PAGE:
In mathematics, a free module is a module that has a basis – that is, a generating set consisting of linearly independent elements. Every vector space is a free module,^{[1]} but, if the ring of the coefficients is not a division ring (not a field in the commutative case), then there exist nonfree modules.
Given any set S and ring R, there is a free Rmodule with basis S, which is called the free module on S or module of formal Rlinear combinations of the elements of S.
A free abelian group is precisely a free module over the ring Z of integers.
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Module theory  Lecture 6  Vector spaces vs Free modules

Torsion module, Torsion free modules Every vector space is torsion free. M/T is torsion Free.

FREE MODULES AND VECTOR SPACES OVER A DIVISION RING

What is a Module? (Abstract Algebra)

Rings 8 Free modules
Transcription
Definition
For a ring and an module , the set is a basis for if:
 is a generating set for ; that is to say, every element of is a finite sum of elements of multiplied by coefficients in ; and
 is linearly independent if for every of distinct elements, implies that (where is the zero element of and is the zero element of ).
A free module is a module with a basis.^{[2]}
An immediate consequence of the second half of the definition is that the coefficients in the first half are unique for each element of M.
If has invariant basis number, then by definition any two bases have the same cardinality. For example, nonzero commutative rings have invariant basis number. The cardinality of any (and therefore every) basis is called the rank of the free module . If this cardinality is finite, the free module is said to be free of finite rank, or free of rank n if the rank is known to be n.
Examples
Let R be a ring.
 R is a free module of rank one over itself (either as a left or right module); any unit element is a basis.
 More generally, If R is commutative, a nonzero ideal I of R is free if and only if it is a principal ideal generated by a nonzerodivisor, with a generator being a basis.^{[3]}
 Over a principal ideal domain (e.g., ), a submodule of a free module is free.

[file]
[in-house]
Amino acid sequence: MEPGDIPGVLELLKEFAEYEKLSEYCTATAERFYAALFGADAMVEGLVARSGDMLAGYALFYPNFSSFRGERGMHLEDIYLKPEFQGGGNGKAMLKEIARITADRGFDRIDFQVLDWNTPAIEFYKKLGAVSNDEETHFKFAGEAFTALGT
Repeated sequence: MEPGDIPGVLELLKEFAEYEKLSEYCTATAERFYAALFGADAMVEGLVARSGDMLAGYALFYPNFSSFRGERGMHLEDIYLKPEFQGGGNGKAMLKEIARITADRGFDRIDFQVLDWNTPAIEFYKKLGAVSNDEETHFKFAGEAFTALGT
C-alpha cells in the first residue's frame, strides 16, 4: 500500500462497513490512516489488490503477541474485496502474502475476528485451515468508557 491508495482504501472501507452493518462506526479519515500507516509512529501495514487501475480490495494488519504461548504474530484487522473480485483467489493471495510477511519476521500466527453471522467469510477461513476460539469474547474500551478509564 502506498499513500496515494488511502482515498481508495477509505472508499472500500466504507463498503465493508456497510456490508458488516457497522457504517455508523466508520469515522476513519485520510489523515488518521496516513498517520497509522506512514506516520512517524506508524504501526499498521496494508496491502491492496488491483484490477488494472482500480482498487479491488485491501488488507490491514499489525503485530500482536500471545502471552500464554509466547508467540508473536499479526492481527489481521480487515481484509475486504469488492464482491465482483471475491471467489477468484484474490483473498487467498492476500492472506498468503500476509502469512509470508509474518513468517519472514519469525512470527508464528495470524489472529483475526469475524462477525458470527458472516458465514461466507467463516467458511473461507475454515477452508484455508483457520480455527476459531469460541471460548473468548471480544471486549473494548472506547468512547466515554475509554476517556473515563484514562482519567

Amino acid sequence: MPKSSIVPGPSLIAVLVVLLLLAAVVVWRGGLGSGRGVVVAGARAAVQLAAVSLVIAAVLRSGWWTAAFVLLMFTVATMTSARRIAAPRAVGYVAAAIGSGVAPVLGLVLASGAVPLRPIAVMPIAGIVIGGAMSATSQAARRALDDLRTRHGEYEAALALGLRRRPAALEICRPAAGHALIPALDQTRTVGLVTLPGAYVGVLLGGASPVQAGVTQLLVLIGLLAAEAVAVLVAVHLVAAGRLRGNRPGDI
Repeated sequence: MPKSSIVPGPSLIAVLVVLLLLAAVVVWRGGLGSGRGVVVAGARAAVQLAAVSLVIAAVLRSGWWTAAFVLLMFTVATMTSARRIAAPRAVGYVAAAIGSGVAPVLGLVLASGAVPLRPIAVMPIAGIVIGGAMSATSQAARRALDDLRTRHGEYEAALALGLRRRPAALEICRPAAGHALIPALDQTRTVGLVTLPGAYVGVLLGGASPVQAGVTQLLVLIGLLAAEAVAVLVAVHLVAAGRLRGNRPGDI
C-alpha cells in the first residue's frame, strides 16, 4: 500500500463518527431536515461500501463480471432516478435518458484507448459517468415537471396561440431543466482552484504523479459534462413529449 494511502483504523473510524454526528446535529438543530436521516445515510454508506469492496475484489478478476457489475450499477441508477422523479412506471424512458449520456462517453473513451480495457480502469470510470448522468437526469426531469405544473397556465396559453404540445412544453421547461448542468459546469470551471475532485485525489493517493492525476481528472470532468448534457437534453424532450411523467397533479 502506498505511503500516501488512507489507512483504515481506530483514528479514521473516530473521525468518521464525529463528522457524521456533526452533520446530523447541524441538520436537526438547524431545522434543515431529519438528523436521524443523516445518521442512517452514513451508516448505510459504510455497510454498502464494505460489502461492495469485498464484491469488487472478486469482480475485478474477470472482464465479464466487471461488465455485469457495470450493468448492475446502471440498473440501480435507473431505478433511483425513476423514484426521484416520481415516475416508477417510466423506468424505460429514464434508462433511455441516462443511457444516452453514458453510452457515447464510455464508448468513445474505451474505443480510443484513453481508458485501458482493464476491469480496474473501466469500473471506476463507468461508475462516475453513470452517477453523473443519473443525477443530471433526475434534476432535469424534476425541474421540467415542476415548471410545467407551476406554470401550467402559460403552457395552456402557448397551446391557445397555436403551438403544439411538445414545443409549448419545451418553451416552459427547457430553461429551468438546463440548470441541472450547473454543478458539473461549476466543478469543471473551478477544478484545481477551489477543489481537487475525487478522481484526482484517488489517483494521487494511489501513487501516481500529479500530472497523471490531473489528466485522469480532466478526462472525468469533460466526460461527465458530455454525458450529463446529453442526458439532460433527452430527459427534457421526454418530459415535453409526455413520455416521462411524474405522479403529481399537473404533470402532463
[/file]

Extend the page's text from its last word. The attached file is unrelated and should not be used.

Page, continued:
If R is commutative, the polynomial ring in indeterminate X is a free module with a possible basis 1, X, X^{2}, ....
 Let be a polynomial ring over a commutative ring A, f a monic polynomial of degree d there, and the image of t in B. Then B contains A as a subring and is free as an Amodule with a basis .
 For any nonnegative integer n, , the cartesian product of n copies of R as a left Rmodule, is free. If R has invariant basis number, then its rank is n.
 A direct sum of free modules is free, while an infinite cartesian product of free modules is generally not free (cf. the Baer–Specker group).
 A finitely generated module over a commutative local ring is free if and only if it is faithfully flat.^{[4]} Also, Kaplansky's theorem states a projective module over a (possibly noncommutative) local ring is free.
 Sometimes, whether a module is free or not is undecidable in the settheoretic sense. A famous example is the Whitehead problem, which asks whether a Whitehead group is free or not. As it turns out, the problem is independent of ZFC.
Formal linear combinations
Given a set E and ring R, there is a free Rmodule that has E as a basis: namely, the direct sum of copies of R indexed by E
 .
Explicitly, it is the submodule of the Cartesian product (R is viewed as say a left module) that consists of the elements that have only finitely many nonzero components. One can embed E into R^{(E)} as a subset by identifying an element e with that of R^{(E)} whose eth component is 1 (the unity of R) and all the other components are zero. Then each element of R^{(E)} can be written uniquely as